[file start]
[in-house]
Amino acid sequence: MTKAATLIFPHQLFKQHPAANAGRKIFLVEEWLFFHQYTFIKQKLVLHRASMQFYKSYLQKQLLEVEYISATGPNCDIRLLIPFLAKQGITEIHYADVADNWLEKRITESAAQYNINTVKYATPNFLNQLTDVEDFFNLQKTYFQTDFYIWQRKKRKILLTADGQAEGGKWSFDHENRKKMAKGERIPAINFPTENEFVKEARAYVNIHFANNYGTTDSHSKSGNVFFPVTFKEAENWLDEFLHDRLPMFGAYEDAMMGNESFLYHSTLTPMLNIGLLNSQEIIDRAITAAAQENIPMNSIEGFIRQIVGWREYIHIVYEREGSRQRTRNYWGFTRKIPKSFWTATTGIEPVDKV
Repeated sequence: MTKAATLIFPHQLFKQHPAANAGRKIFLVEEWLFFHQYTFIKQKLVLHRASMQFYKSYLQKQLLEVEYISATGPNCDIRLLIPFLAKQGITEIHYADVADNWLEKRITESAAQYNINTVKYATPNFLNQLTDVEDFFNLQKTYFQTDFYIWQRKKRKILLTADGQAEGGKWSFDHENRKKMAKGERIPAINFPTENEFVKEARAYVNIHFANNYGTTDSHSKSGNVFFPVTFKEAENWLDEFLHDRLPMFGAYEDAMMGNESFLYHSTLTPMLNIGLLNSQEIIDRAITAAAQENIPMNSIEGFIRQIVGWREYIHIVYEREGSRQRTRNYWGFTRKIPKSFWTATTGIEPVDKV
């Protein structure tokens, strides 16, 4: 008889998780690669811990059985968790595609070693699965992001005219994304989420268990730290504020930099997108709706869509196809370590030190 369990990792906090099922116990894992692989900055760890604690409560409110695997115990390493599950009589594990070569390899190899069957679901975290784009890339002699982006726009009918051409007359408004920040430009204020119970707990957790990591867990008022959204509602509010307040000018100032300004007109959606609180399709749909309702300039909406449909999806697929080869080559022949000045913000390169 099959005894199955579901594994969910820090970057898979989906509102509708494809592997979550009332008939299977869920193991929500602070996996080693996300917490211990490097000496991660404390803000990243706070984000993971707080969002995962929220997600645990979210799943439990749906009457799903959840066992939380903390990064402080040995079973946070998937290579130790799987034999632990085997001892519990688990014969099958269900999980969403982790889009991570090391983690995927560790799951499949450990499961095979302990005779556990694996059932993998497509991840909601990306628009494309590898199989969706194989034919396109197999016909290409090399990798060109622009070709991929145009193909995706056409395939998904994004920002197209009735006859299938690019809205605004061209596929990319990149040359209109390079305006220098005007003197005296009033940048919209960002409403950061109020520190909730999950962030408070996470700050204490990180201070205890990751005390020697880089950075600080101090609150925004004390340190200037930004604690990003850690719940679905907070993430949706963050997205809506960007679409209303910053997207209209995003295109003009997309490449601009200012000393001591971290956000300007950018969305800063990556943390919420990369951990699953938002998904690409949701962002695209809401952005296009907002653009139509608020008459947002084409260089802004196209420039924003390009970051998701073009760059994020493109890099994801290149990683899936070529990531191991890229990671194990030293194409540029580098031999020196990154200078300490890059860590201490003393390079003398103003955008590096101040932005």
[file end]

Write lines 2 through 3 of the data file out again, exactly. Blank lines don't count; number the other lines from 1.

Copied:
Amino acid sequence: MTKAATLIFPHQLFKQHPAANAGRKIFLVEEWLFFHQYTFIKQKLVLHRASMQFYKSYLQKQLLEVEYISATGPNCDIRLLIPFLAKQGITEIHYADVADNWLEKRITESAAQYNINTVKYATPNFLNQLTDVEDFFNLQKTYFQTDFYIWQRKKRKILLTADGQAEGGKWSFDHENRKKMAKGERIPAINFPTENEFVKEARAYVNIHFANNYGTTDSHSKSGNVFFPVTFKEAENWLDEFLHDRLPMFGAYEDAMMGNESFLYHSTLTPMLNIGLLNSQEIIDRAITAAAQENIPMNSIEGFIRQIVGWREYIHIVYEREGSRQRTRNYWGFTRKIPKSFWTATTGIEPVDKV
Repeated sequence: MTKAATLIFPHQLFKQHPAANAGRKIFLVEEWLFFHQYTFIKQKLVLHRASMQFYKSYLQKQLLEVEYISATGPNCDIRLLIPFLAKQGITEIHYADVADNWLEKRITESAAQYNINTVKYATPNFLNQLTDVEDFFNLQKTYFQTDFYIWQRKKRKILLTADGQAEGGKWSFDHENRKKMAKGERIPAINFPTENEFVKEARAYVNIHFANNYGTTDSHSKSGNVFFPVTFKEAENWLDEFLHDRLPMFGAYEDAMMGNESFLYHSTLTPMLNIGLLNSQEIIDRAITAAAQENIPMNSIEGFIRQIVGWREYIHIVYEREGSRQRTRNYWGFTRKIPKSFWTATTGIEPVDKV